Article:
It's a 30 year old boiler steam gas.

    This problem began afew years ago.

    The piping did not change except a plumber installed a steam relief valve in the secondary return line.(This is a smaller diameter pipe 1" that runs along the ceiling in the basement and at the boiler comes straight down to join the std return line before it goes into the boiler.

    The plumber put the valve at the junction where the pipe changes direction to go down to the std pipe (at an elbow at the ceiling level where the piping changes direction to go straight down to the floor to meet the std return pipe.

    He did this because the water in the glass tube was bobbing excessively. 2 to 3 inces each way. It is not doing that now, just moving down slowly until it is below the fill line and activating the low watercut off. Other than that there were no changes in the piping. I drain the water from the boiler each year and once a week open the valve to let the dirty water out for about 5 seconds. So its a old boiler with a relatively new occurance. The fuel bills are high considering I am away most of the winter and the thermostat is set for 58 degrees. The bills are as high as a two family house my sister owns in the same neighborhood about the same sq ft . I am sure that this is because the system is turning off, cooling down and then heating up too often. I am trying to figure out how to send pictures from my digital camera.

    The only thing I have done is change the steam valves on the radiators thru the years.
  • Raynic
    Raynic Member Posts: 13
    Low water cutoff comes on too often

    It's a 30 year old boiler steam gas.

    This problem began afew years ago.

    The piping did not change except a plumber installed a steam relief valve in the secondary return line.(This is a smaller diameter pipe 1" that runs along the ceiling in the basement and at the boiler comes straight down to join the std return line before it goes into the boiler.

    The plumber put the valve at the junction where the pipe changes direction to go down to the std pipe (at an elbow at the ceiling level where the piping changes direction to go straight down to the floor to meet the std return pipe.

    He did this because the water in the glass tube was bobbing excessively. 2 to 3 inces each way. It is not doing that now, just moving down slowly until it is below the fill line and activating the low watercut off. Other than that there were no changes in the piping. I drain the water from the boiler each year and once a week open the valve to let the dirty water out for about 5 seconds. So its a old boiler with a relatively new occurance. The fuel bills are high considering I am away most of the winter and the thermostat is set for 58 degrees. The bills are as high as a two family house my sister owns in the same neighborhood about the same sq ft . I am sure that this is because the system is turning off, cooling down and then heating up too often. I am trying to figure out how to send pictures from my digital camera.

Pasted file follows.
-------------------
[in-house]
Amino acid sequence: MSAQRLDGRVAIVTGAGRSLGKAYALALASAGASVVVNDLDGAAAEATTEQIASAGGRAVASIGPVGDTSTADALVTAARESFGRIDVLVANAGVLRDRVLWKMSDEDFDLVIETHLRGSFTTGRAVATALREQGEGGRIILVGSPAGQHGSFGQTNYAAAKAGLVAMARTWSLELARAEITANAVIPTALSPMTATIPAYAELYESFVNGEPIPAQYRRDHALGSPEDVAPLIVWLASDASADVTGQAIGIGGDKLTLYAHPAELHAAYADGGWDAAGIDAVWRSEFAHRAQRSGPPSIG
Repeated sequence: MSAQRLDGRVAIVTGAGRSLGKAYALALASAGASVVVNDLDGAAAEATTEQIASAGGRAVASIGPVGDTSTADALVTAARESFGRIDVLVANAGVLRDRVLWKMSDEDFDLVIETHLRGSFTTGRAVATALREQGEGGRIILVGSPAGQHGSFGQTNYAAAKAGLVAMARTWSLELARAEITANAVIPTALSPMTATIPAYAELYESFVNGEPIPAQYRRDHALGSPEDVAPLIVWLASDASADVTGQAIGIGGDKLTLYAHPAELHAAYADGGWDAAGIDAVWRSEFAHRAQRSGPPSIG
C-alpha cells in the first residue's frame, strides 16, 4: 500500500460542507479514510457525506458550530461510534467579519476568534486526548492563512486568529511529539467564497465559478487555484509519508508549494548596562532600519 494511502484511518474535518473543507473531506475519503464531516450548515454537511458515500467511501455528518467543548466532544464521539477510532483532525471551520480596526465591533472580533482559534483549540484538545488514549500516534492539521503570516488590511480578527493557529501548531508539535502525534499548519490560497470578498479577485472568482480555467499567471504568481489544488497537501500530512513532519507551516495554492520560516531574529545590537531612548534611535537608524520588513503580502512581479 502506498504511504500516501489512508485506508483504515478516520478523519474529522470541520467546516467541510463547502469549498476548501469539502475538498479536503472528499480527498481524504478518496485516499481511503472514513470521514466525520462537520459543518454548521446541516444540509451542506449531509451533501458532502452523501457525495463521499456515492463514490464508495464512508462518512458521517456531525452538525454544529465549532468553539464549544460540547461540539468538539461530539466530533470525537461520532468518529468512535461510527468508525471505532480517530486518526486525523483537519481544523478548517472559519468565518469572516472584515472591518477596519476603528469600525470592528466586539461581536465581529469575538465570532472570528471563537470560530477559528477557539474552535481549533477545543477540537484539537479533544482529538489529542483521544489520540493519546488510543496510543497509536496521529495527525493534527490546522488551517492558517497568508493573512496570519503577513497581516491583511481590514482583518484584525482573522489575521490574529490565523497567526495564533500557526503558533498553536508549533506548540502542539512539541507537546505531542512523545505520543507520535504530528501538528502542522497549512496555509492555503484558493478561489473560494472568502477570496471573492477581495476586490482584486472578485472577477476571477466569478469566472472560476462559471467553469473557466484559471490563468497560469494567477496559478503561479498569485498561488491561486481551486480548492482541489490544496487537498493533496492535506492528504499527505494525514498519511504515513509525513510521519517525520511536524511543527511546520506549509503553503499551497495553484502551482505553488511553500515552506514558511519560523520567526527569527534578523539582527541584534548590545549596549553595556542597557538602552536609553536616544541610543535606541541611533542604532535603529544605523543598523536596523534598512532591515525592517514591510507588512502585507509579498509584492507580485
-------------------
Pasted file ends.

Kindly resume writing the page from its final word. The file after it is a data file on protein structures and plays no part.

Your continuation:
The only thing I have done is change the steam valves on the radiators thru the years.
  • Raynic
    Raynic Member Posts: 13
    Low water cutoff comes on too often

    It's a 30 year old boiler steam gas.

    This problem began afew years ago.

    The piping did not change except a plumber installed a steam relief valve in the secondary return line.(This is a smaller diameter pipe 1" that runs along the ceiling in the basement and at the boiler comes straight down to join the std return line before it goes into the boiler.

    The plumber put the valve at the junction where the pipe changes direction to go down to the std pipe (at an elbow at the ceiling level where the piping changes direction to go straight down to the floor to meet the std return pipe.

    He did this because the water in the glass tube was bobbing excessively. 2 to 3 inces each way. It is not doing that now, just moving down slowly until it is below the fill line and activating the low watercut off. Other than that there were no changes in the piping. I drain the water from the boiler each year and once a week open the valve to let the dirty water out for about 5 seconds. So its a old boiler with a relatively new occurance. The fuel bills are high considering I am away most of the winter and the thermostat is set for 58 degrees. The bills are as high as a two family house my sister owns in the same neighborhood about the same sq ft . I am sure that this is because the system is turning off, cooling down and then heating up too often. I am trying to figure out how to send pictures from my digital camera.

    The only thing I have done is change the steam valves on the radiators thru the years.
  • nicholas bonham-carter